Chester Bennington and Your Great Heavy

I’m really sad about Chester Bennington. Really sad.

Over the past few weeks, I’ve actually been listening to a lot of Linkin Park. That was true for me even before the latest news hit about his death. If that surprises you, don’t let it. Chester’s legacy here is deeply, deeply spiritual. Make no mistake about it. It’s spiritual. I would even argue that that’s why he connected so profoundly with so many people because he was giving true artistic voice to what so many of us feel.

 A screenshot of the texting thread with my twin

A screenshot of the texting thread with my twin

How true is that? Well – just listen to what Linkin Park actually sings. They’re amazingly blunt and raw about their inner condition. Check out the song Heavy from their 2017 album and you’ll see what I mean. Other albums are similarly revealing. I remember being on a run in early July when my twin reintroduced me to another one of their songs called What I’ve Done. So tragic. So sad. Listen to it if you haven’t. There’s this voice in there crying out with immense pain – this voice that gives a graphic depiction of the human condition, one of failure and lie. And those are just two of his songs. Check out the rest of his canon of work too. It’s amazingly spiritual.

But that shouldn’t surprise us.

We are spiritual beings. And our greatest pain is the one Chester so often names: seeing our failures.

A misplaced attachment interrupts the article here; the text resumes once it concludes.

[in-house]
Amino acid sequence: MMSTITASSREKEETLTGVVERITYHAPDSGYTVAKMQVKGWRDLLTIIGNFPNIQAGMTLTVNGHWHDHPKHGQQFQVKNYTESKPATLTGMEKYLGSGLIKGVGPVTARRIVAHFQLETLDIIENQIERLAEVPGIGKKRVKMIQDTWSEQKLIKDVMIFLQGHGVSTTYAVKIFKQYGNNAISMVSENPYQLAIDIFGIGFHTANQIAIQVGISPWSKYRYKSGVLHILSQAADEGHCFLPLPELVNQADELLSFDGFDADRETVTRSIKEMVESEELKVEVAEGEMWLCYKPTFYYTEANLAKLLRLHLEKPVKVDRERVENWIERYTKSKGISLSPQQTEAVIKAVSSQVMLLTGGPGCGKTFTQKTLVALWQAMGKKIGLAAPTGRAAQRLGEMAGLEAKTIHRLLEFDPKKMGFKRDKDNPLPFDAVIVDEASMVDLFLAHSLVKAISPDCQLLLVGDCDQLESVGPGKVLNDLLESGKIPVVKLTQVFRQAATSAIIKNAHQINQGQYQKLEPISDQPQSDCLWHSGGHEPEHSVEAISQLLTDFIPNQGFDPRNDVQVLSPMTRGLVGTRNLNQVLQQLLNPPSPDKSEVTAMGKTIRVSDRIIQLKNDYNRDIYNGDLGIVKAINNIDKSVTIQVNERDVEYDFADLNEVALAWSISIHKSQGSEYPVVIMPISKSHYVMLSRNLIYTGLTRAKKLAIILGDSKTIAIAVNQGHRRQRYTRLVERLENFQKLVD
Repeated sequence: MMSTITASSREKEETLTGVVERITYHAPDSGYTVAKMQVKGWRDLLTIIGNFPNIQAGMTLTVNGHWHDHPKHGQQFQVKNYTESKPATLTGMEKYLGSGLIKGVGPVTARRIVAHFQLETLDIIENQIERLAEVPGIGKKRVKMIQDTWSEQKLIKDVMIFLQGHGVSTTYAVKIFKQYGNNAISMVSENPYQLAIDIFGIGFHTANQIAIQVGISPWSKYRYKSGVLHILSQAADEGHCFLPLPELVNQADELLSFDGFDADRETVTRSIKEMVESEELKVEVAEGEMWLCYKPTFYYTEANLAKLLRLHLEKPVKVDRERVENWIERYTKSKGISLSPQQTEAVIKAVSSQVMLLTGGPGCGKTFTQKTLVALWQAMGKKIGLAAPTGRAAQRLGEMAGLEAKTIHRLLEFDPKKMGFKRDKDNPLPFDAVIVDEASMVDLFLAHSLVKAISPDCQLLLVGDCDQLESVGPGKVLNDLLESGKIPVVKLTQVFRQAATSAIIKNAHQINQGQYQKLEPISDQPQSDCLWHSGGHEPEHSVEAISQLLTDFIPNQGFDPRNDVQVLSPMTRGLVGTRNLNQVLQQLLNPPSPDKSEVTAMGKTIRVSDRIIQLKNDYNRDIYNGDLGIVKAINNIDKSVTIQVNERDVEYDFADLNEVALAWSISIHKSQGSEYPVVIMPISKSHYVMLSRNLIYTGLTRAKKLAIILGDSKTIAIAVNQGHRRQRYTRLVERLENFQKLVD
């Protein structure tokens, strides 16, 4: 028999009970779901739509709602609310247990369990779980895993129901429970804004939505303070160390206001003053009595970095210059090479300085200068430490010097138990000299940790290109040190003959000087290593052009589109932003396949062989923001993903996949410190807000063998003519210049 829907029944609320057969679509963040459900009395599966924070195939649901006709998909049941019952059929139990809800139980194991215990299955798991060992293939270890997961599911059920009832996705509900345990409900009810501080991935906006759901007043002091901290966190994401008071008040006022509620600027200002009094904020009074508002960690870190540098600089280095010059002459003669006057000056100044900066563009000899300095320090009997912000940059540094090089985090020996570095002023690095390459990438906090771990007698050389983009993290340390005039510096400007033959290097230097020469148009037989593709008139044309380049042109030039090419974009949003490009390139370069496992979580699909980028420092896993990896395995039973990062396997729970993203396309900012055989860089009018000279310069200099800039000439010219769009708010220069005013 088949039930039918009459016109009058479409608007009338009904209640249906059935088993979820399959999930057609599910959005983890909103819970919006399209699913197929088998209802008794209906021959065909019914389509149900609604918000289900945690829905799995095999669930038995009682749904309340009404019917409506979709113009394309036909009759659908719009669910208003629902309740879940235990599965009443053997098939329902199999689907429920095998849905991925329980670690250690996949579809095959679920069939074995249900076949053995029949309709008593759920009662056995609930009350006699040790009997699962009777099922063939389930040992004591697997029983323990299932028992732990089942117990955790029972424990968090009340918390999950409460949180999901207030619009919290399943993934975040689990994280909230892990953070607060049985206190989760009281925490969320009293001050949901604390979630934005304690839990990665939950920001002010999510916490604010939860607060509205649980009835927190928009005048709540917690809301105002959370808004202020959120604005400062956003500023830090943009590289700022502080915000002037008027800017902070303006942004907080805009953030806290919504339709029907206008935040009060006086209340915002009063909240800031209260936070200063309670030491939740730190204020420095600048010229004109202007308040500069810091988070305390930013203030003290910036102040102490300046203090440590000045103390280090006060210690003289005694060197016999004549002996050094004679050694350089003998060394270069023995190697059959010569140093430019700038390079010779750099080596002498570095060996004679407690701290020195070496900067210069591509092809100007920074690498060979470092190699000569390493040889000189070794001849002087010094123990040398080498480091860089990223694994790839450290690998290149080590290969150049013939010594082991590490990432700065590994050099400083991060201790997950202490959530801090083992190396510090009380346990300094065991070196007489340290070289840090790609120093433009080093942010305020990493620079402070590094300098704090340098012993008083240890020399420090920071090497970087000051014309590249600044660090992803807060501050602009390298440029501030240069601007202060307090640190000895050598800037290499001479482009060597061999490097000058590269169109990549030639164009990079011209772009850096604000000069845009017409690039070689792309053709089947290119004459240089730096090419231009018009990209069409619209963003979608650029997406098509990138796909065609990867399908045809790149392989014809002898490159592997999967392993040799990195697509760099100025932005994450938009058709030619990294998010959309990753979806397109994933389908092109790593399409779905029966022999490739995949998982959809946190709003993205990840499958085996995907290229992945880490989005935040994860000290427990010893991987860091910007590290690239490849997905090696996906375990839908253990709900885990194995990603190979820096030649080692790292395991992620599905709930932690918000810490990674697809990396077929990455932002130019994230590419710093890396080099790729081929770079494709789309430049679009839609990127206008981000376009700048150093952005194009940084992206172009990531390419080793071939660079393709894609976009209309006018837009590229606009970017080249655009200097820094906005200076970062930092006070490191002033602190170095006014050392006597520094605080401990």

And what I think may be the most painful part of that condition is that we just can’t seem to escape it. It’d be one thing if there was a way to redeem ourselves. To finally get our entire act together. To finally arrive at a spiritual state that we know is satisfactory to ourselves and to others and to God, but then there it always is again: failure.

You know what really made me think about the inner pain that kind of realization produces? Romans 3:23. It’s hard to see it in English, but if you read the verse in Greek it’s a stunner. All have sinned (past tense) and are failing (present tense) God’s glory. We’re never done with that. That's what's so painful to see. Not just that we have failed, but that we are. Not just that we have messed up, but that we are. We all know it. Or, at the very least, Chester did.

And that’s our gravest human threat. I don’t care if you’re a tough army guy or a little old lady who knits or a teenager who plays baseball or a young woman in her twenties. That’s our gravest human threat. Because we know it means we shouldn’t be loved or approved of. Not by other people and certainly not by God. That’s the conclusion Linkin Park came to. There’s only deserving self-erasure for it all.

“In this farewell there no blood, there’s no alibi ‘cause I’ve drawn regret from the truth of a thousand lies so let mercy come and wash away what I’ve done. I’ll face myself to cross out what I’ve become. Erase myself and let go of what I’ve done.”

So I write. I write today for the inner you that might understand that at an all too visceral level. I write today so that that inner you might not come to the same conclusion the band did. So you know.